LACP - NEWS of the Week
on some LACP issues of interest
NEWS of the Week
EDITOR'S NOTE: The following group of articles is but a small percentage of the info available to the community policing and neighborhood activist. It is by no means meant to cover every possible issue of interest, nor is it meant to convey any particular point of view. We present this simply as a convenience to our readership.
"News of the Week"  

February 2019 - Week 3
Terri Lanahan
Many thanks to NAASCA's Terri Lanahan, Butte, Montana,
for her research into the news that appears on
the LACP & NAASCA web sites.


Jussie Smollett directed brothers to pour gas on him and yell slurs, prosecutor says

by Erin Jensen, Aamer Madhani and Jayme Deerwester

CHICAGO – "Empire" actor Jussie Smollett plotted an attack to make himself look like the victim of a brutal anti-black, homophobic crime, prosecutors said Thursday.

He scouted out the exact location with the two brothers he paid to stage the hoax, offered specific instructions on how he wanted to be beaten, and even gave them $100 to buy supplies used in the staged assault, prosecutors said.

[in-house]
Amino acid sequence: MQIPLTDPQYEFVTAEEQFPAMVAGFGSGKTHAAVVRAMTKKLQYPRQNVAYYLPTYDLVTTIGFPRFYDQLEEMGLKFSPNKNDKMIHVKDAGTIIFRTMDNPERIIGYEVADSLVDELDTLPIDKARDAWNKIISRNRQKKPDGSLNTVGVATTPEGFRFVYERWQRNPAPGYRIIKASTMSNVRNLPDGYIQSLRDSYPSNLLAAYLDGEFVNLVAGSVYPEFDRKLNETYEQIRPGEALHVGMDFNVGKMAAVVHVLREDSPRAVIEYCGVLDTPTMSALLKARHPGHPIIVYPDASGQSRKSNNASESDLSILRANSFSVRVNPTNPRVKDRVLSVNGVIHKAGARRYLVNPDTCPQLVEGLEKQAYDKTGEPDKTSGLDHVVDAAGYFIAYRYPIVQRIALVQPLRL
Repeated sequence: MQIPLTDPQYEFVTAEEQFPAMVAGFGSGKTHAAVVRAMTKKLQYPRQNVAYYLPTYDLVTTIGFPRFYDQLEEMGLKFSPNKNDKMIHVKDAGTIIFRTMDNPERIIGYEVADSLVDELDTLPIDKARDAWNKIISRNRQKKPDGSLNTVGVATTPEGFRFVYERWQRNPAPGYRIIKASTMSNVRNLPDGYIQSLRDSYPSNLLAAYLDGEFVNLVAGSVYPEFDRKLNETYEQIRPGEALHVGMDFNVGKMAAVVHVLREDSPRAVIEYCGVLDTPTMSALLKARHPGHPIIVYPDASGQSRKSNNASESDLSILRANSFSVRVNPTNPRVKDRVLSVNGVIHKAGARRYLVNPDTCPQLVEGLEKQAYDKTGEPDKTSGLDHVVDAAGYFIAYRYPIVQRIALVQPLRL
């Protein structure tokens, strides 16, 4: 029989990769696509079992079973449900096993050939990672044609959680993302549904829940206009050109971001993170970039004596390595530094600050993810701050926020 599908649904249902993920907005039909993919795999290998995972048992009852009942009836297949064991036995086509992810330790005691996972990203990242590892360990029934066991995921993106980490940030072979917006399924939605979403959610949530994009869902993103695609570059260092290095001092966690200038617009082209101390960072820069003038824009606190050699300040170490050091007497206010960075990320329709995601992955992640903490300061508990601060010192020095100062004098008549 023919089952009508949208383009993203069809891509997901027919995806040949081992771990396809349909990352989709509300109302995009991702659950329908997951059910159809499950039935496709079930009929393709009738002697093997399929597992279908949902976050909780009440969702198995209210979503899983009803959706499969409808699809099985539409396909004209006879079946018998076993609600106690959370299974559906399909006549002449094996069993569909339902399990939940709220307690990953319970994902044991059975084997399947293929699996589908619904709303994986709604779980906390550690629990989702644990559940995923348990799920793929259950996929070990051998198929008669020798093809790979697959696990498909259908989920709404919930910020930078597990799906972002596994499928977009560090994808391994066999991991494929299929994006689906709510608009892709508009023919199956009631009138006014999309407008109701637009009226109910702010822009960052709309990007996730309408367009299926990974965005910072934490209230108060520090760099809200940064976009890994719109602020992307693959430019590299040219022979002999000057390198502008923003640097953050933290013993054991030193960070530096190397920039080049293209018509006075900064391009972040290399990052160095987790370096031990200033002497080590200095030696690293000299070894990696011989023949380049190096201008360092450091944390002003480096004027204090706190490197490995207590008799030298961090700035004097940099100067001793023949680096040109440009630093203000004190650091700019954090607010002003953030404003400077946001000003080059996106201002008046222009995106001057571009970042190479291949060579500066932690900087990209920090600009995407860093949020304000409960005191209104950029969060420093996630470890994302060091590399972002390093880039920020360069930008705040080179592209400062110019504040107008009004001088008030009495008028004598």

The revelations came as Smollett made his first court appearance Thursday afternoon at a bond hearing following his early-morning arrest on a charge of disorderly conduct by filing a false police report.

Judge John Fitzgerald Lyke Jr. set Smollett's bond at $100,000 and ordered him to surrender his passport. No plea was entered and the actor said little other than giving his name. Smollett posted bond late Thursday afternoon and walked out of the Cook County Jail without making comment to a phalanx of reporters.

Smollett, who is gay and black, told investigators he was beaten by two masked men who shouted racial and homophobic slurs, wrapped a rope around his neck in the fashion of a noose and poured bleach on him. He also told investigators that the men who attacked yelled, "This is MAGA country," a reference to President Donald Trump's 2016 campaign slogan.

Assistant State's Attorney Risa Lanier said Smollett plotted the attack with the brothers, describing one of the men, Abimbola “Abel” Osundairo, 25, as a close friend of the actor's.

Lanier gave the prosecution's outline of the incident:

Three men met on Jan. 25 and planned the attack during a conversation in the actor's car. The attack was originally planned for 10 p.m. CST on Jan. 28, but had to be pushed back a few hours because the actor's flight from New York was delayed.